Displays of gratitude that speak of respect and reciprocity.
Clearly, in time of war the spotlight shines brighter on gestures like this.
14:02 It’s Saturday.
Finally, after so long, we heard a little marimba on the radio.
Laughter, like on the program La Tremenda Corte.[ii]
Alarming news: 400 guerrillas try to take over the San Cristóbal microwave station.
A bomb at University Plaza.
Another in Acapulco.
Alarm because of another explosive device at the Legislative Palace in Mexico City.
14:34 The drizzle hasn’t stopped all morning.
14:36 Lety calls, my cousin: saying Carmelita Villafuerte heard the news on the radio that yesterday’s caravan arrived safely in Tuxtla and San Cristóbal.
My sister and her family, my aunt and her family, my cousin Toño and his family, they arrived without incident.
19:32 Last night we were worried that the light from the windows could be seen.
In the morning I put cardboard between the glass and the curtains.
It was perfect: now we can light candles and kerosene lamps calmly.
Dora made some delicious bread that we had with recently ground coffee at the candle-lit table.
The afternoon went by without major incident.
Many townspeople left.
It’s inevitable, they’ll continue leaving.
Today, with the necessary precautions, the barricade, orderliness, we went to bed with greater calm.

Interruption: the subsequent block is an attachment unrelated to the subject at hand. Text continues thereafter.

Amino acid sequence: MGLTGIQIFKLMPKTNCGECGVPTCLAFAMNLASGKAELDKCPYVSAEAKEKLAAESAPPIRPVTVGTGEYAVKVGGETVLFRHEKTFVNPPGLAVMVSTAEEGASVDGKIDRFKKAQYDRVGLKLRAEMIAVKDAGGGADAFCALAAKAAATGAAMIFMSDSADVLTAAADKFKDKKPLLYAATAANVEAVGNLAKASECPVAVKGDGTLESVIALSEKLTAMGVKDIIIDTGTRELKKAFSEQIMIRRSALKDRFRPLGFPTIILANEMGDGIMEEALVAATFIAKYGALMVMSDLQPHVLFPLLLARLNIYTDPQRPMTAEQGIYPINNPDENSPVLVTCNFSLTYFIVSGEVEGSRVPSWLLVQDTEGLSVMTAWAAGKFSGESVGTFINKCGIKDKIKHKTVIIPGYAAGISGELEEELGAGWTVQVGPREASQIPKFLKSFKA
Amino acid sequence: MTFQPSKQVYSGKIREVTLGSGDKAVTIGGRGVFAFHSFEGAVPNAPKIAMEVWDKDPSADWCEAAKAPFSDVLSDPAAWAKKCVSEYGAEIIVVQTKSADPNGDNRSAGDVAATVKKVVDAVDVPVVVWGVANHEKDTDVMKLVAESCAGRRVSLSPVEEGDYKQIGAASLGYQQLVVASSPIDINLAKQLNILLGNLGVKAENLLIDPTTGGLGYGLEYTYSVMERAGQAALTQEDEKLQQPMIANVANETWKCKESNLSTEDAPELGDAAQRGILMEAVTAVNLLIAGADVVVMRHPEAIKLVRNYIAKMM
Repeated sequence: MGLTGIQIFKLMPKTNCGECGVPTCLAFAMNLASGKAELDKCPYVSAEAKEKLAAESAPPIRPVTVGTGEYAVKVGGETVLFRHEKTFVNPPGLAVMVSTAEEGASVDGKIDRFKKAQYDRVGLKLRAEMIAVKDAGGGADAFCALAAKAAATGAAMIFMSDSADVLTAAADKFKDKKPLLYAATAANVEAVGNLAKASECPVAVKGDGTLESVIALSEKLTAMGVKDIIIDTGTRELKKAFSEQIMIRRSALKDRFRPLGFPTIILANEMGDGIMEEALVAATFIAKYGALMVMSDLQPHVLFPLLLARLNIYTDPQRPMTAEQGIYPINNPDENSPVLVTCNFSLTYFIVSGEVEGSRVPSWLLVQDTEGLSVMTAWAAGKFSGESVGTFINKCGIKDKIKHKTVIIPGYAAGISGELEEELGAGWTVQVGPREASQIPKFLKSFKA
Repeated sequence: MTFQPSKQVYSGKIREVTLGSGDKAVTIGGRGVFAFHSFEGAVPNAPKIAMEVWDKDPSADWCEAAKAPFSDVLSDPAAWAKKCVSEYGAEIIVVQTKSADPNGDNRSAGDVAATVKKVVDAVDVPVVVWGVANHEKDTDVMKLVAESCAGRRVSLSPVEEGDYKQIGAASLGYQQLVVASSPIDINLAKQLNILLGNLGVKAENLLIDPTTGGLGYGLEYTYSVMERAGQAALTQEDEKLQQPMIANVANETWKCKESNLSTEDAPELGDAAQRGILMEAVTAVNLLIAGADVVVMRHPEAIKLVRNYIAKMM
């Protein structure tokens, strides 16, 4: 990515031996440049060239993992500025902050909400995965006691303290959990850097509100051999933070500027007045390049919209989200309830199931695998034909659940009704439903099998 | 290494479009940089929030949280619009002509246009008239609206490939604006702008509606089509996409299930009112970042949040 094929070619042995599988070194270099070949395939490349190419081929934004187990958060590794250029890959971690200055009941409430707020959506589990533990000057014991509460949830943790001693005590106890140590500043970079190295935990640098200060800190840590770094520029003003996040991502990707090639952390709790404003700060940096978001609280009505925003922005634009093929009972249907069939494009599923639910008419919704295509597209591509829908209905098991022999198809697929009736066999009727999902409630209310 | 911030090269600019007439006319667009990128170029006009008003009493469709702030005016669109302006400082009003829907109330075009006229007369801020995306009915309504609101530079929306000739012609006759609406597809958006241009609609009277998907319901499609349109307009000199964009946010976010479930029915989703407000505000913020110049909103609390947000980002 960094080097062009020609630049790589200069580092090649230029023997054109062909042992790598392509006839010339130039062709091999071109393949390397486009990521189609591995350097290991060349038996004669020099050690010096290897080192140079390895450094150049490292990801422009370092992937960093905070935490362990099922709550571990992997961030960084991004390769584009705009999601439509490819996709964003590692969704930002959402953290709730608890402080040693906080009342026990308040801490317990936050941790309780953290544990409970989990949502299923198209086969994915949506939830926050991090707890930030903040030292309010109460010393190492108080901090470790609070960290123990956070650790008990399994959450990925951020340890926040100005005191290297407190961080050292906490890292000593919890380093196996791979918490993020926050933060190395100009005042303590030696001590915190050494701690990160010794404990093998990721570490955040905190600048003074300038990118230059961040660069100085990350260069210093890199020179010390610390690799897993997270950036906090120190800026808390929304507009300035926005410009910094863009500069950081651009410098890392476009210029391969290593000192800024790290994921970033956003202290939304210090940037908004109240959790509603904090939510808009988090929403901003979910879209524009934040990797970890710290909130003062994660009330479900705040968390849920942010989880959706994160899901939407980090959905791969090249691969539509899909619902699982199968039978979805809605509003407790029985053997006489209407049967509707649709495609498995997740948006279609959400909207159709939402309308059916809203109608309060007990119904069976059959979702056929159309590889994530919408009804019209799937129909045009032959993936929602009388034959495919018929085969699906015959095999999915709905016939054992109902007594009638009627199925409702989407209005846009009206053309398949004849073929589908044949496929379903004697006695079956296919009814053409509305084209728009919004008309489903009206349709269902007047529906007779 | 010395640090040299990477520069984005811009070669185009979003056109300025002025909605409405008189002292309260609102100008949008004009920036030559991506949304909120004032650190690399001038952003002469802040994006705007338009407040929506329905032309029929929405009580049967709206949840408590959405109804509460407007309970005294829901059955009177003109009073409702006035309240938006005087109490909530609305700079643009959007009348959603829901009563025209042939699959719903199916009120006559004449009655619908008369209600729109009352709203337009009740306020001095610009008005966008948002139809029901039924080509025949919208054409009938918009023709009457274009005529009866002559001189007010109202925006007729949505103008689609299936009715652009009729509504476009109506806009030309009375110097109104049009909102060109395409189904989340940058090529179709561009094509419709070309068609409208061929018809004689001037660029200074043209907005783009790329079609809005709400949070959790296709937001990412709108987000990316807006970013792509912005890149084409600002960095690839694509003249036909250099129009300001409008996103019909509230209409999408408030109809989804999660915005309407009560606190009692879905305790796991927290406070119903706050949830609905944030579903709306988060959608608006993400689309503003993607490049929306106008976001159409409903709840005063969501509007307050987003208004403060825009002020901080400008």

The drizzle didn’t stop all day.
Was increasing at times.
I think about those boys, the rebels in arms.
Imagine them underneath the drizzle during these days of suffering.
Think about the people from the ranches sleeping out in the bush, also underneath the drizzle and wind, fleeing from the rebels.
Imagine them asking the children not to make noise because the guerrillas might discover them, because they might kill them.
And also think about the young soldiers standing guard at the roadblocks.
With their eyes peeled for every silhouette, for every shadow.
With their ears peeled for each nocturnal noise, for each animal cry, for each screech owl, for each branch that breaks.
Behind any given tree death may lie in wait.
[i] In the prehispanic world, as well as in ancient Spain, parts of Africa, and a few other parts of the world, the weather that occurred during the days of January was believed to predict the weather for the whole year. In modern Mexico, for those who have no grandparents closely tied to the land and agriculture, the term has lost its significance and now means only the rains that come in January. . . . The [Spanish language] has a bit of interesting weather folklore. They believe that the weather on the first twelve days of January foretells the weather for the twelve months of the coming year. . . . The period is called the Cabañuelas, from the Spanish word cabaña or small cabin. The twelve cabanas house the weather.( http://www.alabamawx.com/?p=13998)
[ii] La Tremenda Corte (The Awesome Courthouse) was a radio comedy show produced in Havana, Cuba. The scripts were written by Cástor Vispo, a Spaniard who became Cuban citizen. The show was aired nonstop from 1942 to 1961. Later, the format of the show was taken for a TV sitcom in Monterrey, Mexico, however, only three and a half seasons were produced from 1966 to 1969.